Does a Virtual Rat Have Feelings?

Photo by China Photos/Getty Images

In an engaging feature in the New Scientist, Virginia Hughes tells the story of Animat, a virtual rat created as a guinea pig (if you’ll excused the mixed-animal metaphors) for artificial intelligence. Creating robots that can learn from their environments has proved frustrating:

[E]mbodied AI is difficult to upgrade. Improving a robot’s sensor-laden body requires not just programming extra functions but the painstaking disassembly and reassembly of the sensors themselves.

Animat, by contrast, is an embodied AI without a physical body. It lives in a virtual world governed by physics; its brain is “made up of hundreds of neural models—for colour vision, motor function and anxiety, among others—all of which are faithful imitations of biology.” Its anxiety is used to help train Animat: For instance, it’s programmed to dislike water—like real rats. In one experiment, Animat had to swim through its virtual environment’s water to find an “anxiety-alleviating platform” that would keep it dry. At first, Animat struggled, but after repeated experiments, it found the platform and would head straight there, a demonstration of learning. Toward the end of the piece, Hughes raises an ethical quandary: Could it be cruelty to make a bodyless, artificial rat feel anxiety and pain?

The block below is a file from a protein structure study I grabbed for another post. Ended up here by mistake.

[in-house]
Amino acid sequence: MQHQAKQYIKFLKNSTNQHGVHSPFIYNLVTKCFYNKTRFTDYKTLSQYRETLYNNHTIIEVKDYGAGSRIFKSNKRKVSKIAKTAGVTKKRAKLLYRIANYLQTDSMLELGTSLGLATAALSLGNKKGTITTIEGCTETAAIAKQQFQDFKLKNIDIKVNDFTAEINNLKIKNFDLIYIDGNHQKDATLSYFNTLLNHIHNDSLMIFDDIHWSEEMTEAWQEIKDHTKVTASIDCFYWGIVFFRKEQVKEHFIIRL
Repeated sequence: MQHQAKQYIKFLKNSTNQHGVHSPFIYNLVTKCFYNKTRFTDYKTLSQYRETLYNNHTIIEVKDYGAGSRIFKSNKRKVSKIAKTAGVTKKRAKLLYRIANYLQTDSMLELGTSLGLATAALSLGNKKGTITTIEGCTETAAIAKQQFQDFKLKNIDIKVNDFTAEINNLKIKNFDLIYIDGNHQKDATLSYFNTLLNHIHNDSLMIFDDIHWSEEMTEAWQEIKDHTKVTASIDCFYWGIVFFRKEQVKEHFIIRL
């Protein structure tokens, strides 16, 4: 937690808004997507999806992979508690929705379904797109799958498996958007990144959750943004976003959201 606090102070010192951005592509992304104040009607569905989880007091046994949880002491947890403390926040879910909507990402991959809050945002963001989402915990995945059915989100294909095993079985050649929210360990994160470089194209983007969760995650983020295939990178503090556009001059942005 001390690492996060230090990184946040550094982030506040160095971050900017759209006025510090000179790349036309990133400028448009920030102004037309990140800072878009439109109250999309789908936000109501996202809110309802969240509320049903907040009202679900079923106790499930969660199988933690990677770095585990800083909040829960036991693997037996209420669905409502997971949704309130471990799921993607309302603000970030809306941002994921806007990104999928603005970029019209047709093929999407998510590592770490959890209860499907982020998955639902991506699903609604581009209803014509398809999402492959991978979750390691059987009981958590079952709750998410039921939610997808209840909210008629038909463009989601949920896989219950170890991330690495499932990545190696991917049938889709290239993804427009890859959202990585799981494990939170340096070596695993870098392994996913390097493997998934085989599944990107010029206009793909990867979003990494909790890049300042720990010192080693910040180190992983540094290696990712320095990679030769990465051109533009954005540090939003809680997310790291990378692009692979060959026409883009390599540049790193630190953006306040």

Feeling could be a crucial bridge between intelligence and consciousness. Some cognitive scientists think that basic mechanisms of reinforcement, such as anxiety and relief, are exactly how human consciousness arises.

Hughes takes the question a step further in a post on the blog Lost Word on Nothing: What if

in 10 or 20 or 50 years, we will have built a pre-conscious robot that responds to its surroundings, feels pain and pleasure, and has a primitive sense of self. Because these bots will inevitably be used for all of the nasty things we don’t like to do—fight in war zones, clean the house, pump gas—is it time to start thinking about how to protect them from us?

Should Irene leave you powerless (in the electrical, not existential sense) this weekend, this question could feed hours of good debate.

Read more on the New Scientist (registration required) and Last Word on Nothing.